32 Table Methodique des Memoires de Trevoux (1701-1775), precedee d'une Notice Historique. Par le Pere P. C. Sommervogel, de la Compagnie de Jesus. 3 vols. Paris, 1864-65.

33 Chasot: a Contribution to the History of Frederic the Great and his Time. By Kurd von Schloezer. Berlin. 1856.

34 Speech delivered at Stratford-on-Avon on the 23d of April, 1864, the Tercentenary of Shakespeare's birth.

35 Franz Baco von Verulam: Die Realphilosophie und ihr Zeitalter. Von Kuno Fischer. Leipzig. Brockhaus. 1856.

36 Pauli Hentzneri J. C. Itinerarium Germaniae, Galliae, Angliae, Italiae: cum Indice Locorum, Rerum, atque Verborum commemorabilium. Huic libro accessere nova hac editione—1. Monita Peregrinatoria duorum doctissimorum virorum; itemque Incerti auctoris Epitome Praecognitorum Historicorum, antehac non edita. Noribergae, Typis Abrahami Wagenmanni, sumptibus sui ipsius et Johan. Guentzelii, anno MDCXXIX.

37 Antiquities, Historical and Monumental, of the County of Cornwall. By William Borlase, LL. D. London, 1769.

A Week at the Land's End. By J. T. Blight. London, 1861.

38 Plin. H. N. xvi. c. 44. "Non est omittenda in ea re et Galliarum admiratio. Nihil habent Druidae (ita suos appellant magos) visco et arbore in qua gignatur (si modo sit robur) sacratius. Jam per se roborum eligunt lucos, nec ulla sacra sine ea fronde conficiunt, ut inde appellati quoque interpretatione Graeca possint Druidae videri. Enimvero quidquid adnascatur illis, e coelo missum putant signumque esse electae ab ipso deo arboris. Est autem id rarum admodum inventu et repertum magna religione petitur, et ante omnia sexta luna, quae principia mensium annorumque his facit, et seculi post tricesimum annum, quia jam virium abunde habeat, nec sit sui dimidia. Omnia sanantem appellantes suo vocabulo, sacrificiis epulisque rite sub arbore praeparatis, duos admovent candidi coloria tauros, quorum cornua tune primum vinciantur. Sacerdos candida veste cultus arborem scandit, falce aurea demetit; candido id excipitur sago. Tum deinde victimas immolant, precantes ut suum donum deus prosperum facial his quibus dederit."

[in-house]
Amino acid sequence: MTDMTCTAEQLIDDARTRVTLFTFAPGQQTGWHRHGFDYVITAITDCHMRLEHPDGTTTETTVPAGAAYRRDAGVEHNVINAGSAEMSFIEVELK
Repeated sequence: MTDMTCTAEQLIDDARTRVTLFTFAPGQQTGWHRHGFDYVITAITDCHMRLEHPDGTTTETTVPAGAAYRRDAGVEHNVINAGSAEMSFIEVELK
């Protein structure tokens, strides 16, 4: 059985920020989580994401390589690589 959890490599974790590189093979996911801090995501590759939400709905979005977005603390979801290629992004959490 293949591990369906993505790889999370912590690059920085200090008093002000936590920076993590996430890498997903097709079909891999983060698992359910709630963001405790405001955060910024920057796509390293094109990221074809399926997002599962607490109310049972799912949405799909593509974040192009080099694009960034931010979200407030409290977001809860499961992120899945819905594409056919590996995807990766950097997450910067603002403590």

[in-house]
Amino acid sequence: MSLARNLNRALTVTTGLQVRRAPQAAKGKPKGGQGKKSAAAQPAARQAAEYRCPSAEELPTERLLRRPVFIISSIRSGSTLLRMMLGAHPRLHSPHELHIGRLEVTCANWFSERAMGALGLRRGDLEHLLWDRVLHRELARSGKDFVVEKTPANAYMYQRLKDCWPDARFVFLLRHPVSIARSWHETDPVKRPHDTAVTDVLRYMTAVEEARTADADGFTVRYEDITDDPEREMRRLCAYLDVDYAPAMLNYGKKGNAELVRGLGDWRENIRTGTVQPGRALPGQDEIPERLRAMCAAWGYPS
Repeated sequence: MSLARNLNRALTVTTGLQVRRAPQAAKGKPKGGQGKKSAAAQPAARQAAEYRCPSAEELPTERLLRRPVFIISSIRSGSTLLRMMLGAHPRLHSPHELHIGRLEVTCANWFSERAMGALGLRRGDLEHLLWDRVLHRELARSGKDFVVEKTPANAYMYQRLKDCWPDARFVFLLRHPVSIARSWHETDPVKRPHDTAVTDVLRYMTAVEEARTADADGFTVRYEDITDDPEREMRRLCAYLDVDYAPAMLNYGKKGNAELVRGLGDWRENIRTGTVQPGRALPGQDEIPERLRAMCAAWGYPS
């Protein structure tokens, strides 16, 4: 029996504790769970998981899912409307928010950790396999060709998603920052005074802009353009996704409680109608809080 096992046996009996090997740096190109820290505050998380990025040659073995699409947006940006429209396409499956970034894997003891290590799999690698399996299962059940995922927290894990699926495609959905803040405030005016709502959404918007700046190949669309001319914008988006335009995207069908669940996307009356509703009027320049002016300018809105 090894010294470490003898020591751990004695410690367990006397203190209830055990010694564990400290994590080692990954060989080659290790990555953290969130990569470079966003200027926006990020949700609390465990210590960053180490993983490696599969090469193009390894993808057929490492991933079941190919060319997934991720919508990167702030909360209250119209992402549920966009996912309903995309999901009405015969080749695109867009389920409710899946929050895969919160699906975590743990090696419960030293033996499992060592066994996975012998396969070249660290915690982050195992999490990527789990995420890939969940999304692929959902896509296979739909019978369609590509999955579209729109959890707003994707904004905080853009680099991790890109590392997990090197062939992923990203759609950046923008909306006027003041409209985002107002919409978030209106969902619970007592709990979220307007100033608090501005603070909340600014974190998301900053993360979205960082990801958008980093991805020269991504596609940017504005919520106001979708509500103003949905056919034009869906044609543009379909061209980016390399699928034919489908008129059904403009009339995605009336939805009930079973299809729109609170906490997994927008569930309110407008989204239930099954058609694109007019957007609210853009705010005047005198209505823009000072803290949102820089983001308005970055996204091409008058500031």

39 Tre, homestead; ros, moor, peatland, a common; pol, a pool; lan, an enclosure, church; caer, town; pen, head.

40 Cranmer's Works, ed. Jenkyns, vol. ii. p. 230.

41 Observations on an ancient Manuscript, entitled Passio Christi, by —— Scawen, Esq., 1777, p. 26.

42 Borlase's Natural History of Cornwall, p. 315.

43 Ibid.

44 Her age was certainly mythical, and her case forms a strong confirmation of the late Sir G. C. Lewis's skepticism on that point. Dolly Pentreath is generally believed to have died at the age of one hundred and two. Dr. Borlase, who knew her, and has left a good description of her, stated that, about 1774, she was in her eighty-seventh year. This, if she died in 1778, would only bring her age to ninety-one. But Mr. Haliwell, who examined the register at Paul, found that Dolly Pentreath was baptized in 1714; so that, unless she was baptized late in life, this supposed centenarian had only reached her sixty-fourth year at the time of her death, and was no more than sixty when Dr. Borlase supposed her to be eighty-seven. Another instance of extraordinary old age is mentioned by Mr. Scawen (p. 25), about a hundred years earlier. "Let not the old woman be forgotten," he says, "who died about two years since, who was one hundred and sixty-four years old, of good memory, and healthful at that age, living in the parish of Guithian, by the charity mostly of such as came purposely to see her, speaking to them (in default of English) by an interpreter, yet partly understanding it. She married a second husband after she was eighty, and buried him after he was eighty years of age."

45 Specimens of Cornish Provincial Dialects, by Uncle Jan Treenoodle. London, 1846: p. 82.

46 Greece, Ancient and Modern, by C. C. Felton. Boston, 1867, vol. ii. p. 314.

47 The Races of the Old World: A manual of Ethnology. By Charles L. Brace. London, 1863, p. 362 seq.